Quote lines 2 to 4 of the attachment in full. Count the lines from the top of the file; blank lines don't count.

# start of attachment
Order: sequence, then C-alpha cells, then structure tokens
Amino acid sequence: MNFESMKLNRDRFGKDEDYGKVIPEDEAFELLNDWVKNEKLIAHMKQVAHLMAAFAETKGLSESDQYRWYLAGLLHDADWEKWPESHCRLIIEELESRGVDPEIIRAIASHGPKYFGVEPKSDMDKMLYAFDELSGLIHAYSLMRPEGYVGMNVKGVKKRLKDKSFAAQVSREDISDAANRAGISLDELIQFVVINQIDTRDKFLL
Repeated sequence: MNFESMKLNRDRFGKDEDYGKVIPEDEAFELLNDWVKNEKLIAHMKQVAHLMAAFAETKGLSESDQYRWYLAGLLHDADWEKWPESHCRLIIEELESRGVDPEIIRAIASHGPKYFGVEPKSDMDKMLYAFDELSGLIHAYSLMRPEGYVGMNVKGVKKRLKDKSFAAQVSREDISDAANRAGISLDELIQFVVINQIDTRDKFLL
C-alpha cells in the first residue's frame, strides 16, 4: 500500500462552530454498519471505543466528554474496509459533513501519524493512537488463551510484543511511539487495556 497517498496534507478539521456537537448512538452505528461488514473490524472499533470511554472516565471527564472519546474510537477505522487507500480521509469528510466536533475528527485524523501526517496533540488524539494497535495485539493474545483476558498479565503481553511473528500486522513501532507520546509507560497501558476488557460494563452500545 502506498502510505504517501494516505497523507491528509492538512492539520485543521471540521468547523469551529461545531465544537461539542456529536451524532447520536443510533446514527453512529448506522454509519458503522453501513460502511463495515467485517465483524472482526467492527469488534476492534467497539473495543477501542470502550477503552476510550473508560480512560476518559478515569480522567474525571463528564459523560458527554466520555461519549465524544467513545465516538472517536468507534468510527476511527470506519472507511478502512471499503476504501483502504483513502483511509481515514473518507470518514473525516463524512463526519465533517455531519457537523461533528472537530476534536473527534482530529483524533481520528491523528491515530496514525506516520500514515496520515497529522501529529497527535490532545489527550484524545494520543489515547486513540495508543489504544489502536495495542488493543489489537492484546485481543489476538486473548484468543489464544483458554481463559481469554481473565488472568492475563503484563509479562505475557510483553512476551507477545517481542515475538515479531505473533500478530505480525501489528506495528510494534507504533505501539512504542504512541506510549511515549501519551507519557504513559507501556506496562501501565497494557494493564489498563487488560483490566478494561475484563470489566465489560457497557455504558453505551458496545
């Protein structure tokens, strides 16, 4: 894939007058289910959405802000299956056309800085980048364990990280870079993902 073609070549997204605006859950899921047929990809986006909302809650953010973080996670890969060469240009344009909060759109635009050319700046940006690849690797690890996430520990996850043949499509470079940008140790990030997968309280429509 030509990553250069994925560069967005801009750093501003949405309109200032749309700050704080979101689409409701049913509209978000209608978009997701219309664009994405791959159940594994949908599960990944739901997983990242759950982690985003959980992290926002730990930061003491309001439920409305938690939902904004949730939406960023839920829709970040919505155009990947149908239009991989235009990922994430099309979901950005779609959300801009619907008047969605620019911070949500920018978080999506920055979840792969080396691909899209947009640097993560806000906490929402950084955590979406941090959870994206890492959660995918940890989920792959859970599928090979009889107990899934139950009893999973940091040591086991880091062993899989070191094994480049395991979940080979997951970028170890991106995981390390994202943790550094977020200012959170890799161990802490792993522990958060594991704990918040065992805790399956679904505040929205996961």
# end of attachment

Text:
Amino acid sequence: MNFESMKLNRDRFGKDEDYGKVIPEDEAFELLNDWVKNEKLIAHMKQVAHLMAAFAETKGLSESDQYRWYLAGLLHDADWEKWPESHCRLIIEELESRGVDPEIIRAIASHGPKYFGVEPKSDMDKMLYAFDELSGLIHAYSLMRPEGYVGMNVKGVKKRLKDKSFAAQVSREDISDAANRAGISLDELIQFVVINQIDTRDKFLL
Repeated sequence: MNFESMKLNRDRFGKDEDYGKVIPEDEAFELLNDWVKNEKLIAHMKQVAHLMAAFAETKGLSESDQYRWYLAGLLHDADWEKWPESHCRLIIEELESRGVDPEIIRAIASHGPKYFGVEPKSDMDKMLYAFDELSGLIHAYSLMRPEGYVGMNVKGVKKRLKDKSFAAQVSREDISDAANRAGISLDELIQFVVINQIDTRDKFLL
C-alpha cells in the first residue's frame, strides 16, 4: 500500500462552530454498519471505543466528554474496509459533513501519524493512537488463551510484543511511539487495556 497517498496534507478539521456537537448512538452505528461488514473490524472499533470511554472516565471527564472519546474510537477505522487507500480521509469528510466536533475528527485524523501526517496533540488524539494497535495485539493474545483476558498479565503481553511473528500486522513501532507520546509507560497501558476488557460494563452500545 502506498502510505504517501494516505497523507491528509492538512492539520485543521471540521468547523469551529461545531465544537461539542456529536451524532447520536443510533446514527453512529448506522454509519458503522453501513460502511463495515467485517465483524472482526467492527469488534476492534467497539473495543477501542470502550477503552476510550473508560480512560476518559478515569480522567474525571463528564459523560458527554466520555461519549465524544467513545465516538472517536468507534468510527476511527470506519472507511478502512471499503476504501483502504483513502483511509481515514473518507470518514473525516463524512463526519465533517455531519457537523461533528472537530476534536473527534482530529483524533481520528491523528491515530496514525506516520500514515496520515497529522501529529497527535490532545489527550484524545494520543489515547486513540495508543489504544489502536495495542488493543489489537492484546485481543489476538486473548484468543489464544483458554481463559481469554481473565488472568492475563503484563509479562505475557510483553512476551507477545517481542515475538515479531505473533500478530505480525501489528506495528510494534507504533505501539512504542504512541506510549511515549501519551507519557504513559507501556506496562501501565497494557494493564489498563487488560483490566478494561475484563470489566465489560457497557455504558453505551458496545